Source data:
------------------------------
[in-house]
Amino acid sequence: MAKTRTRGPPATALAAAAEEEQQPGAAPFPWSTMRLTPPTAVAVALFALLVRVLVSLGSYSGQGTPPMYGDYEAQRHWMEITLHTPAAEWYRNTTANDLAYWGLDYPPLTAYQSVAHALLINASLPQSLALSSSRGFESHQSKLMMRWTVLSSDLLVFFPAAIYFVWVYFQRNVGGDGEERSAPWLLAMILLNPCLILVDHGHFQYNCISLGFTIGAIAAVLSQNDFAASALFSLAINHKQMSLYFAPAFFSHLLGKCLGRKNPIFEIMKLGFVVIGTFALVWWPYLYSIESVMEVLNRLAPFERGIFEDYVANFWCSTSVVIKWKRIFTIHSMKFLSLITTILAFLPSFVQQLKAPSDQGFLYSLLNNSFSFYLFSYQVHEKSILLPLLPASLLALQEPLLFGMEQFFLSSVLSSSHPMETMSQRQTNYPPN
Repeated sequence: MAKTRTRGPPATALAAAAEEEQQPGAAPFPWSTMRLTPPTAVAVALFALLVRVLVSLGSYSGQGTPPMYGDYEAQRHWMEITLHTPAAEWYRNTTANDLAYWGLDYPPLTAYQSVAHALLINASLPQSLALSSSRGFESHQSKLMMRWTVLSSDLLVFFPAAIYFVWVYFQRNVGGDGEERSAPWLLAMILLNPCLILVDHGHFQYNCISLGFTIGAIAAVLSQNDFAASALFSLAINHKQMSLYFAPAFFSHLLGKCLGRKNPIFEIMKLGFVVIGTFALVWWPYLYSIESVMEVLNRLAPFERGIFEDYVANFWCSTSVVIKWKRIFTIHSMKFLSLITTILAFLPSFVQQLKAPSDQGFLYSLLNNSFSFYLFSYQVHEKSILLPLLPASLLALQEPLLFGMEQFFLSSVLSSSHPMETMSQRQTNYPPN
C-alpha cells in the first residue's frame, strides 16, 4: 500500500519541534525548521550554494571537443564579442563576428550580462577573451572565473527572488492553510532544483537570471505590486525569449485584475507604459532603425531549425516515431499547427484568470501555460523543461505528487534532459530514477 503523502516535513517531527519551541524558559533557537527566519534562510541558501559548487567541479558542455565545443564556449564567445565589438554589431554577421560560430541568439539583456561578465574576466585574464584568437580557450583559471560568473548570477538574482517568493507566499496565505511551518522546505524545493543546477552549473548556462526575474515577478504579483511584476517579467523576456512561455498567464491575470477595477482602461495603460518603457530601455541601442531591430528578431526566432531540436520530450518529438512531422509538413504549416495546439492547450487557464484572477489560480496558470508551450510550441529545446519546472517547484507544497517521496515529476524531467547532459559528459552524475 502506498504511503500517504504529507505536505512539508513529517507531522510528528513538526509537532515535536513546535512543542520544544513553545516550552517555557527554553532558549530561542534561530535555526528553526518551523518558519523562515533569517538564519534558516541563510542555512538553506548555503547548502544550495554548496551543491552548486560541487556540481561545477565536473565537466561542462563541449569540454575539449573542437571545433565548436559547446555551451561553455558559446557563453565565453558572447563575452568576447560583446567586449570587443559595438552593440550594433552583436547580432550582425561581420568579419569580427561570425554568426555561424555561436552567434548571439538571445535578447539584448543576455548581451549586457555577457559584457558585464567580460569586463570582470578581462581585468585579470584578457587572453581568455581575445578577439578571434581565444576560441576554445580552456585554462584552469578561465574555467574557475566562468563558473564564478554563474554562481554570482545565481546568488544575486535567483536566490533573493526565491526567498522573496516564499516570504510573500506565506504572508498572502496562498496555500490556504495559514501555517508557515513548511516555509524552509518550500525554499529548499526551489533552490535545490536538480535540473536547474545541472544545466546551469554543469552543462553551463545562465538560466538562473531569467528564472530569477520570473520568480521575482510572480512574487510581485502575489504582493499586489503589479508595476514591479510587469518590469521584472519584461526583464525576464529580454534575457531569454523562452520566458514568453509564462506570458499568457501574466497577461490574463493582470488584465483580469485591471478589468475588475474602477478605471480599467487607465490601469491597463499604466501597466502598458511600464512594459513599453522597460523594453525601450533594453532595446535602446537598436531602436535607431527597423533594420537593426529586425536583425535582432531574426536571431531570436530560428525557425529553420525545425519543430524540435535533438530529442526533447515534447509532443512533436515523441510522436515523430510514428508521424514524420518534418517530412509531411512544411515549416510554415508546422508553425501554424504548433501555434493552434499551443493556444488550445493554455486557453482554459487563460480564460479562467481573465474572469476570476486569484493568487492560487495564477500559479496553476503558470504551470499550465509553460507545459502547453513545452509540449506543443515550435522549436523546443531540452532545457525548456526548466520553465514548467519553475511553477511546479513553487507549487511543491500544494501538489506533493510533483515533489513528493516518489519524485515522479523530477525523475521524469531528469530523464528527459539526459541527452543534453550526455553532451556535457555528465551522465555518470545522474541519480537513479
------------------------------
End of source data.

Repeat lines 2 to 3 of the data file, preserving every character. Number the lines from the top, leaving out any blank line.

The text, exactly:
Amino acid sequence: MAKTRTRGPPATALAAAAEEEQQPGAAPFPWSTMRLTPPTAVAVALFALLVRVLVSLGSYSGQGTPPMYGDYEAQRHWMEITLHTPAAEWYRNTTANDLAYWGLDYPPLTAYQSVAHALLINASLPQSLALSSSRGFESHQSKLMMRWTVLSSDLLVFFPAAIYFVWVYFQRNVGGDGEERSAPWLLAMILLNPCLILVDHGHFQYNCISLGFTIGAIAAVLSQNDFAASALFSLAINHKQMSLYFAPAFFSHLLGKCLGRKNPIFEIMKLGFVVIGTFALVWWPYLYSIESVMEVLNRLAPFERGIFEDYVANFWCSTSVVIKWKRIFTIHSMKFLSLITTILAFLPSFVQQLKAPSDQGFLYSLLNNSFSFYLFSYQVHEKSILLPLLPASLLALQEPLLFGMEQFFLSSVLSSSHPMETMSQRQTNYPPN
Repeated sequence: MAKTRTRGPPATALAAAAEEEQQPGAAPFPWSTMRLTPPTAVAVALFALLVRVLVSLGSYSGQGTPPMYGDYEAQRHWMEITLHTPAAEWYRNTTANDLAYWGLDYPPLTAYQSVAHALLINASLPQSLALSSSRGFESHQSKLMMRWTVLSSDLLVFFPAAIYFVWVYFQRNVGGDGEERSAPWLLAMILLNPCLILVDHGHFQYNCISLGFTIGAIAAVLSQNDFAASALFSLAINHKQMSLYFAPAFFSHLLGKCLGRKNPIFEIMKLGFVVIGTFALVWWPYLYSIESVMEVLNRLAPFERGIFEDYVANFWCSTSVVIKWKRIFTIHSMKFLSLITTILAFLPSFVQQLKAPSDQGFLYSLLNNSFSFYLFSYQVHEKSILLPLLPASLLALQEPLLFGMEQFFLSSVLSSSHPMETMSQRQTNYPPN